In one of those events that would be really funny to go back in time and tell someone about—specifically an up-and-coming folk singer living in New York in the ‘60s—an unknown rich person has just paid more than $2 million for an early handwritten draft of the lyrics to Bob Dylan’s “Like A Rolling Stone.”
As reported by Rolling Stone (the magazine, not the thing in the song), the lyrics were sold through Sotheby’s auction house, which claims the high value of the sale now holds “a world record for a popular music manuscript.” The lyrics sheet was reportedly “written in pencil” by Dylan himself, and despite being “the only known surviving draft of the final lyrics” for the song, it contains a number of cut and alternate lines. One section apparently contains the phrase “…dry vermouth/You’ll tell the truth,” which is just dumb enough to sound like it belongs in a Bob Dylan parody song, not one of the best songs Bob Dylan ever wrote. There’s also a few variations on the “How does it feel” part of the chorus, with options like “it feels real,” “does it feel real,” “get down and kneel,” “raw deal,” “shut up and deal,” “let’s make a deal,” and “deal or no deal,” two of which are actually TV show names that we snuck in there.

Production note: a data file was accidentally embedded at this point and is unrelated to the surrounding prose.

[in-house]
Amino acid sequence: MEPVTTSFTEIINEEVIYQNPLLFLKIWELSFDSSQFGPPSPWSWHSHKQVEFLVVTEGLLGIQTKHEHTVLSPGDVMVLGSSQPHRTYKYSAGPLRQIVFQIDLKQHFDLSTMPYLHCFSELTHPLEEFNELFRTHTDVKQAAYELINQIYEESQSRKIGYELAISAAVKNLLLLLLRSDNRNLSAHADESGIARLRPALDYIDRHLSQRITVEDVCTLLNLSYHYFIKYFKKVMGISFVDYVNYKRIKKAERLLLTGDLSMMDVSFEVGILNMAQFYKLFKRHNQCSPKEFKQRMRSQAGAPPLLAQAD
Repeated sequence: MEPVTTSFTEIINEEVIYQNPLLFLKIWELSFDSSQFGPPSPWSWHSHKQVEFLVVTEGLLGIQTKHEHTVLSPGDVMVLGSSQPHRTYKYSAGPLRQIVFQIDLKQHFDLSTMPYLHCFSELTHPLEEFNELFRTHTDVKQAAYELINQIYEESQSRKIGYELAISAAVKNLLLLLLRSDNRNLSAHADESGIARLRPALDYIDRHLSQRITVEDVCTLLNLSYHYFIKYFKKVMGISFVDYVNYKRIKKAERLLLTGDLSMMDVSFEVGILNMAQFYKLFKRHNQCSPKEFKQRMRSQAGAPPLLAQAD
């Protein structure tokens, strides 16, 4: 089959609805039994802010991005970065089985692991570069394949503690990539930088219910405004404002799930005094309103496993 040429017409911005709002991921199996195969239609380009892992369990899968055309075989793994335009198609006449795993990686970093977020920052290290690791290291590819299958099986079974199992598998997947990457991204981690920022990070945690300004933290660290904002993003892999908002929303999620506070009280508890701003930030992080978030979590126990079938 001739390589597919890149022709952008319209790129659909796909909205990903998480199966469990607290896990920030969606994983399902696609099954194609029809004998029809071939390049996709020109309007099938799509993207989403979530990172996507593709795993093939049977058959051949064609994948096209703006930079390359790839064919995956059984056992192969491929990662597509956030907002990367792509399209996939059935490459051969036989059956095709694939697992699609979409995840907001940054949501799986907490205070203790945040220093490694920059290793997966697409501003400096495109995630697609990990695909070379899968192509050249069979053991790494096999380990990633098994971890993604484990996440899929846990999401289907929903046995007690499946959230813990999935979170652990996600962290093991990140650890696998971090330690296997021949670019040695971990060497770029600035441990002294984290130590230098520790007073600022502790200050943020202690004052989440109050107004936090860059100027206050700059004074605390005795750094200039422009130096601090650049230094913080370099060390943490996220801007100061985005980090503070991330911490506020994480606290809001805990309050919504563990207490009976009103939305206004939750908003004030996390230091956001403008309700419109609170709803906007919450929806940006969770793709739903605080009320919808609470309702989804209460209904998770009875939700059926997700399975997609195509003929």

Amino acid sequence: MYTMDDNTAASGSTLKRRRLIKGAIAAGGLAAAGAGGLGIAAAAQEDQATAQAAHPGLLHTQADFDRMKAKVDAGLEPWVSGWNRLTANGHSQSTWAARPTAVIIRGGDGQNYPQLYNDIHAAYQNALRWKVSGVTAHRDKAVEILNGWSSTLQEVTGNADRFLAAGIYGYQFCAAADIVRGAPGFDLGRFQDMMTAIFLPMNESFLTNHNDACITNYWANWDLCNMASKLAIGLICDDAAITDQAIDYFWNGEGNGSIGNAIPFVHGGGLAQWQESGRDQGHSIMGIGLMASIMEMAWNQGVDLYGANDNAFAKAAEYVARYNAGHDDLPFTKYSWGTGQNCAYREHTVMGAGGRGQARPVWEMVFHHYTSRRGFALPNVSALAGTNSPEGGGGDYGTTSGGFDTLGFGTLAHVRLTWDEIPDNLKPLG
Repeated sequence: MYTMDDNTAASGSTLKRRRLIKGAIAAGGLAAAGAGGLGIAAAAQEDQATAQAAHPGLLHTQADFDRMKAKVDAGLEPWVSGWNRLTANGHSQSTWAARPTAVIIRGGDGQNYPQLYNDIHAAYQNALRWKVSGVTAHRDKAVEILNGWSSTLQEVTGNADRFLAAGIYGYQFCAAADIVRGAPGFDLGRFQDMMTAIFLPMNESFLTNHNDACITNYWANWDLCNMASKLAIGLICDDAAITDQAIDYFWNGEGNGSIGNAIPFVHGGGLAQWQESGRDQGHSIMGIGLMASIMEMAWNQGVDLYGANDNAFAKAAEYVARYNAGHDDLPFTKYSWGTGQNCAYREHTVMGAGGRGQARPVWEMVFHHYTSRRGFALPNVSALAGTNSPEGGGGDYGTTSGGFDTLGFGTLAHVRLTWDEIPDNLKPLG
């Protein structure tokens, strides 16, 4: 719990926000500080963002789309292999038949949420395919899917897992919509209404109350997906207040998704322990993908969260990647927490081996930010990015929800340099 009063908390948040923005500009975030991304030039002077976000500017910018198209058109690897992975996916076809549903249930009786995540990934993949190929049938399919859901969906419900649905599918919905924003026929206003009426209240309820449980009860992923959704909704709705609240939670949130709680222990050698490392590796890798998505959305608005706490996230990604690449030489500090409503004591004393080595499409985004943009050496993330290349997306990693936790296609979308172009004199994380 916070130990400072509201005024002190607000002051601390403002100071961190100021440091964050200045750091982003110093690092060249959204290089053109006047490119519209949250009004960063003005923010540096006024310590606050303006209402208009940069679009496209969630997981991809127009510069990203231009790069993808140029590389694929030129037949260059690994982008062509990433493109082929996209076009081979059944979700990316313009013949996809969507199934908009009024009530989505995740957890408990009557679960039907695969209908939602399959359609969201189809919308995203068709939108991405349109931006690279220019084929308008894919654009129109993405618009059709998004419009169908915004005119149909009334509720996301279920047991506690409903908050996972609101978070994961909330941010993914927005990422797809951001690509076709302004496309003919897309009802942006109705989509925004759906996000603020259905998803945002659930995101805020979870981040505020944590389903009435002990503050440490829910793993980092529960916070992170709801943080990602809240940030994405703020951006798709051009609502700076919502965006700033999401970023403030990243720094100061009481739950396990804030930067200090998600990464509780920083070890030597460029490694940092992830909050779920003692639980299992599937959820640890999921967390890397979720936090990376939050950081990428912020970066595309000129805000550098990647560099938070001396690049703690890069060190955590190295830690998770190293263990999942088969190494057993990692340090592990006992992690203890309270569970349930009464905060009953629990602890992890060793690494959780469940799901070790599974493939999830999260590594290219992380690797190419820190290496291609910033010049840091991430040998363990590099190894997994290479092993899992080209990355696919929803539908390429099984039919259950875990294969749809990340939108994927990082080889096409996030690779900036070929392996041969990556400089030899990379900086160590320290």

Sotheby’s also sold two pages of handwritten lyrics to Dylan’s “A Hard Rain’s A-Gonna Fall” for $485,000. They presumably contain similar variations on that song’s chorus, with alternate lyrics like “do you hear the call,” “I want it all,” “pass me the ball,” and “let’s go to the mall.”
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